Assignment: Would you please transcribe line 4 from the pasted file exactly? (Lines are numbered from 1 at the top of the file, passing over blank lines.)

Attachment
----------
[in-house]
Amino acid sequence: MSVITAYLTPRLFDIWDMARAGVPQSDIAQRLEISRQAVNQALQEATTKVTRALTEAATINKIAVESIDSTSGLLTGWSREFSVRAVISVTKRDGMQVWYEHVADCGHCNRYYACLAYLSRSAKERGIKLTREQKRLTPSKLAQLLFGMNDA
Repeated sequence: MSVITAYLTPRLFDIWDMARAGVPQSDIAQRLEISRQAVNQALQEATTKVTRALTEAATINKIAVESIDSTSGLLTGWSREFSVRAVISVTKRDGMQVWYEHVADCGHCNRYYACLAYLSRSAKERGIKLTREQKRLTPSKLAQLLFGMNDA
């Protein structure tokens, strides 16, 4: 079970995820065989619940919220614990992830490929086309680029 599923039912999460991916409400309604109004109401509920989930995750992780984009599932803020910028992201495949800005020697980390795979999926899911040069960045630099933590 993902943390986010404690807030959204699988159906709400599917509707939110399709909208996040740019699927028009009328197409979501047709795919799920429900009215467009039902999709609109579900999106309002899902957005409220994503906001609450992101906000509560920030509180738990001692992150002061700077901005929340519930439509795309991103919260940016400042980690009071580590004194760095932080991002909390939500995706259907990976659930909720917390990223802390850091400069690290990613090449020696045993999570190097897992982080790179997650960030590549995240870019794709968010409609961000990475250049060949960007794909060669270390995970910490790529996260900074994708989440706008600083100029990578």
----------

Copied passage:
């Protein structure tokens, strides 16, 4: 079970995820065989619940919220614990992830490929086309680029 599923039912999460991916409400309604109004109401509920989930995750992780984009599932803020910028992201495949800005020697980390795979999926899911040069960045630099933590 993902943390986010404690807030959204699988159906709400599917509707939110399709909208996040740019699927028009009328197409979501047709795919799920429900009215467009039902999709609109579900999106309002899902957005409220994503906001609450992101906000509560920030509180738990001692992150002061700077901005929340519930439509795309991103919260940016400042980690009071580590004194760095932080991002909390939500995706259907990976659930909720917390990223802390850091400069690290990613090449020696045993999570190097897992982080790179997650960030590549995240870019794709968010409609961000990475250049060949960007794909060669270390995970910490790529996260900074994708989440706008600083100029990578």